The clinic visit, described in the poem “When “bad” news was good” was clearly all about the scan result. We had only found out about the scan the day we returned from holiday, the day before that scan. The procedure was the same as before, an i.v. injection to highlight the cancer, and then a CT scan of chest and abdomen. It was over in minutes, and we made our way home by taxi. It had to be done, to check whether the “targeted therapy” (osimertinib) was working or not. If not, it would have to be stopped, not least because it is incredibly expensive, and separately funded through a special “cancer drugs fund”.

The doctor believed she was delivering “bad news”, and so prefaced her remarks by “Bad news I’m afraid”, and apologised for the timing of the scan, but it had to be done. Janet already knew what she was going to say, because otherwise she was surely going mad, imagining the worsening pain, the progressive weakness and profound tiredness. She knew that tumour was growing, the cancer was spreading. And all the consultant said simply conformed this. She said the primary in the lung was bigger, there were new secondaries throughout the lungs, and the spinal secondaries, presumably the cause of that pain across the lower back, were also enlarging.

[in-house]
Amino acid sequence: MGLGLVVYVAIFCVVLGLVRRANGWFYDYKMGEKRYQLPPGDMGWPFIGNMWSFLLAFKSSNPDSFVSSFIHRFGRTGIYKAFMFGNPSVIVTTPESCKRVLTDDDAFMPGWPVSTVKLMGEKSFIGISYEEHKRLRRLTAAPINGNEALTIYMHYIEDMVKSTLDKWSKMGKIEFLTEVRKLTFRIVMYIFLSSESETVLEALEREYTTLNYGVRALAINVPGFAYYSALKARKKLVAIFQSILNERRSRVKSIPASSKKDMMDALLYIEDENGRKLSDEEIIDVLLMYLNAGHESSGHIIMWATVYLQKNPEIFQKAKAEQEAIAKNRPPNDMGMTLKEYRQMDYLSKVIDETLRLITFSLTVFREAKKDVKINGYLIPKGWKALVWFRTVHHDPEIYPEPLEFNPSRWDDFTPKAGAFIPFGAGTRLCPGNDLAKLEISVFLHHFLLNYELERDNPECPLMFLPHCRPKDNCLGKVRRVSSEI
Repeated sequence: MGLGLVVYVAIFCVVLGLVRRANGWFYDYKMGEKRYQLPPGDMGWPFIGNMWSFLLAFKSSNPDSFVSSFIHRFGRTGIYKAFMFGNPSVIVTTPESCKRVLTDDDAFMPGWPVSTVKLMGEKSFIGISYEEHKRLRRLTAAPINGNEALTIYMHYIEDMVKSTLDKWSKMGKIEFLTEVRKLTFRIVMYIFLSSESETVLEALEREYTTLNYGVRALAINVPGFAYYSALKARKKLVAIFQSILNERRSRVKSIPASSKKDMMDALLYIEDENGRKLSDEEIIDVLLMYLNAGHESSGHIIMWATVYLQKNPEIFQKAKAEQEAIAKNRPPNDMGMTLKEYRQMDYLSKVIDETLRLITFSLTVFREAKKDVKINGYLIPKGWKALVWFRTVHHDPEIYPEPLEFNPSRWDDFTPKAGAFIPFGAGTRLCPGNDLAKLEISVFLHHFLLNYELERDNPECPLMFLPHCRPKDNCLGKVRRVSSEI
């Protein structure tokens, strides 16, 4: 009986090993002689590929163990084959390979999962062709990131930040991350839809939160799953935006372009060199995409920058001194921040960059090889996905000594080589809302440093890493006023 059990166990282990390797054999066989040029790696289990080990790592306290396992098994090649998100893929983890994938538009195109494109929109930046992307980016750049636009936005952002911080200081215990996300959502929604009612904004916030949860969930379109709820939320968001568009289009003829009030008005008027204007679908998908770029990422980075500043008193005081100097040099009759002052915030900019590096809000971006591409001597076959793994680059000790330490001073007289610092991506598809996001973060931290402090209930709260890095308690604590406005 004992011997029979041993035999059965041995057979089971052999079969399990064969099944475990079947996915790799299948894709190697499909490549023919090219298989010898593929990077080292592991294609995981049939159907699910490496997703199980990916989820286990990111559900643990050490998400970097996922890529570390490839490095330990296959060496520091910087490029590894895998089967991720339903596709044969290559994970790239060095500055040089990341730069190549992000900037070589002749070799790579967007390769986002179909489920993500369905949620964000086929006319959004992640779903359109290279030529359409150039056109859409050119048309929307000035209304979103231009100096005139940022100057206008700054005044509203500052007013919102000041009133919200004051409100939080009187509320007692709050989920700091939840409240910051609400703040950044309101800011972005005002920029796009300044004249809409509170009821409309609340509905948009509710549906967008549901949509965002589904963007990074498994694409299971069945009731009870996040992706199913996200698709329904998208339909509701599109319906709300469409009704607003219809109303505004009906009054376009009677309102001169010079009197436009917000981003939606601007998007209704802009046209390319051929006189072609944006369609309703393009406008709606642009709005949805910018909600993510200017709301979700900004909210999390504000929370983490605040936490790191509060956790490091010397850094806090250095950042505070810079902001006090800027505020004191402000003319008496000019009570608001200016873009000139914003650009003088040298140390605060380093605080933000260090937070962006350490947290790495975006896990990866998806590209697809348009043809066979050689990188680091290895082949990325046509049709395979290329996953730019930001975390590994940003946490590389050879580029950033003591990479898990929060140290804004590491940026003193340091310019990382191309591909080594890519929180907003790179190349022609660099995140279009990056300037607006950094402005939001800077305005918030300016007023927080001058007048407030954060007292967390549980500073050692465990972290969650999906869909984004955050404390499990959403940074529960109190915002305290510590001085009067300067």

The doctor asked about the pain, and said Janet could come into her ward at the cancer hospital (from where Janet had only recently been discharged after 3 uncomfortable weeks), but having also seen the nurse from the Hospice at Home Team who had dicsussed her going into the Hospice for a period of symptom control, Janet made it clear that she did not want to go back to the oncology ward. The consultant then moved into a “farewell” sequence, saying that she was always here for us, and ending by shaking hands with Janet, me, and our daughter who was also there. She did arrange to prescribe dexamethasone, a potent steroid drug, aimed at reducing or preventing pain from a swellling liver, even though there was no sign of this being a problem. Janet did mention that she had previously developed steroid-induced diabetes, but the consultant seemed unconcerned by this.

So we are now firmly in the care of the Palliative specialists, and are looking forward to a brief admission to St Luke’s Hospice ( pain control.

We have been asked to test the blood glucose every other day, and today it was 8.8 mol/l, about 2 hours after a meal, which is quite acceptable.We’ll do a fasting glucose nexr time.


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